ED: The US dollar is the currency in circulation worldwide. It's created a whole structure of global economy around itself. Creating the digital version of that is to continue the dominance of the dollar and the ability of the US government to continue issuing debt. Is that something that can happen to give multiple currencies the ability to play in the digital space?
EB: Yeah, that was exactly my point. If you look at the stablecoin market today, the dominance of the USD is probably like, 99%, while in the real world, euro has per year, 10 to 20% market share in international trade. So, clearly, there's a mismatch misalignment here. For me, that's very risky to the euro.
ED: In fact, there is an attempt at creating a Singapore stablecoin. What went wrong in that attempt?
EB: I'm not saying things are not working and it will take time. I think we haven't seen the over use case for it. The Singapore dollar is currently not a huge currency which is used for trading globally, but my understanding from MAS and other players in the market is really to provide, the right ecosystem. One of the things which is missing is like having merchants to accept cryptocurrency and be in touch with stablecoins. The thing is, why would I use it if I cannot spend it? That's part of what TripleA is trying to do. It’s to enable merchants’ businesses to accept crypto payments.
Compliance is the most important principle of payment
ED: That brings me to you as an entrepreneur, as someone who is highly experienced in all forms of payment platforms, as a telco man, and also at the banking end. In terms of the first principles of payments that is applicable both to crypto as well as to traditional payments, what would you define as being the most important operating principle?
EB: Compliance with the law. It being under regulation and being able to know what the underlying transaction is, having proper KYC on both ends of the system. That has been my approach, whether in TripleA or in TransferTo in the past. It’s really to make sure that we have the right framework first in order to securely and in a compliant manner be able to transfer. Compared to lending from business in payment, your liability is unlimited. One single transaction from a bad actor, and your whole business is at risk.
ED: You've identified the KYC part, the compliance part, the regulated part of payments. That's the part that you need to get right in order to succeed in any form of payments. But there's the other side of it, which is the technology. Isn't payment technology basically a transfer of information from one end to the other?
EB: On paper? Yes. If you look at this, at the end of the day, it is just plumbing between banks, financial institutions, and everything. One of the issues, for instance, of cryptocurrency, and that's one of the issues we're solving is like, it is not fully real time. So, when you're buying a pair of shoes online, you can't wait like 10 to 20 minutes for the payment to complete. You're expecting a near instant user experience. So, that's one of the things we've been doing by deeply integrating into the blockchain, so that we're able to tell the merchant in a couple of seconds that the payment is good, and that he can ship the goods or services. So, that's an example where technology is absolutely key. All those transactional systems have to support tons of transaction happening. To give you an example, we are processing payments as low as $1, for instance, in El Salvador, as we are, you know, we're working with Digicel, which is the mobile operator in El Salvador. The people are paying $1 or even less to buy their prepaid mobile phone. While on the other hand, we're processing transaction which may be $5,000 from an accounting firm in Dubai, which will be paid in USDT for instance.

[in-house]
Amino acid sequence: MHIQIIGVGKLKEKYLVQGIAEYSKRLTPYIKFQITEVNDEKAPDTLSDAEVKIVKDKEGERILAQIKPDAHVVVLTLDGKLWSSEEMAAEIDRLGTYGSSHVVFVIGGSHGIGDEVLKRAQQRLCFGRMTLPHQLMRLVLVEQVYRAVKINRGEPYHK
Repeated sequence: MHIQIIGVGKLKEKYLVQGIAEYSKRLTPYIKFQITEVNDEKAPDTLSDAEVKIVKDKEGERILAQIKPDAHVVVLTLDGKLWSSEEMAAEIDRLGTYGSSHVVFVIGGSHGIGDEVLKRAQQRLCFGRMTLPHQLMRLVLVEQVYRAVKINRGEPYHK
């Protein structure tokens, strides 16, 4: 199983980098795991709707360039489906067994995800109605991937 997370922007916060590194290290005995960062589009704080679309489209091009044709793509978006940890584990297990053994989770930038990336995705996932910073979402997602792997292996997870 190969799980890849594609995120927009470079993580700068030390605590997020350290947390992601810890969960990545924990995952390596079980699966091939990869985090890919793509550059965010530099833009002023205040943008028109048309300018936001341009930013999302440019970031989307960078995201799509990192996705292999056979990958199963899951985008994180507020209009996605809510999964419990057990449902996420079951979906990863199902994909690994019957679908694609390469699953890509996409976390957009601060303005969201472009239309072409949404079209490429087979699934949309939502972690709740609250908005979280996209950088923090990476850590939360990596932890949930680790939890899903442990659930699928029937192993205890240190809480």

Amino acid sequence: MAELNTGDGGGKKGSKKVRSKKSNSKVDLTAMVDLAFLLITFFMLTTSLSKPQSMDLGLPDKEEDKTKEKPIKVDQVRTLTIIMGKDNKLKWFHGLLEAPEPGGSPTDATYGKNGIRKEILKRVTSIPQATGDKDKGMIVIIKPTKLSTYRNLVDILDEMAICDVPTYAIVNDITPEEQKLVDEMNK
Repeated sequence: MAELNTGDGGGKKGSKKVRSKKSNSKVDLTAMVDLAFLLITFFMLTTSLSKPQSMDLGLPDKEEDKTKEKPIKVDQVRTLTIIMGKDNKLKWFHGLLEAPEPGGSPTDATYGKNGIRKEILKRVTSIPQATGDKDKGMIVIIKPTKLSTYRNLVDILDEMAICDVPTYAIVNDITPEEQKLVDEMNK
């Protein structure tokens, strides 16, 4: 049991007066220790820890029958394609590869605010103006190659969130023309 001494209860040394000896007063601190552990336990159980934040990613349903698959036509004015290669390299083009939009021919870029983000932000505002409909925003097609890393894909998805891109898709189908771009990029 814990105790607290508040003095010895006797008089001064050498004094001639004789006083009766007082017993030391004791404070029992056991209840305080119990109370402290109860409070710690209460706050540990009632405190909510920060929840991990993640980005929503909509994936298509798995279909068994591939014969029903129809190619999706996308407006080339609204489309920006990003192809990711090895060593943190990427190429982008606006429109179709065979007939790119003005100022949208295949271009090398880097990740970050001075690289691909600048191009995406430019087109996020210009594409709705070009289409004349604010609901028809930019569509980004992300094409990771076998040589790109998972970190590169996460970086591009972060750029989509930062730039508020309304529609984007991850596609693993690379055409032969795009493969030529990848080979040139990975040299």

ED: I'm constructing this conversation very carefully because I want to take the first few principles on payments and then apply to your business in crypto payments. Now, just taking the technology side one step further, you are the founder of TransferTo, right? Here's another very interesting point, which is that one of the problems that crypto players had in payments was that they couldn't exchange their fiat currencies into crypto until recently, because, many countries and banks were afraid, and now banks are all getting into the space. And so even as you got the first licence in Singapore, the rules are changing very rapidly, the rules of the game, the number of players entering and so on. So, when you think about TransferTo, it’s a cross-border, multi-currency payment platform. How does that compare to what the respective countries are doing in integrating— In Singapore, you have PayNow integrating with Thailand and so on. Are these complementary? Are these competitive?
Most of the mobile wallets are in emerging markets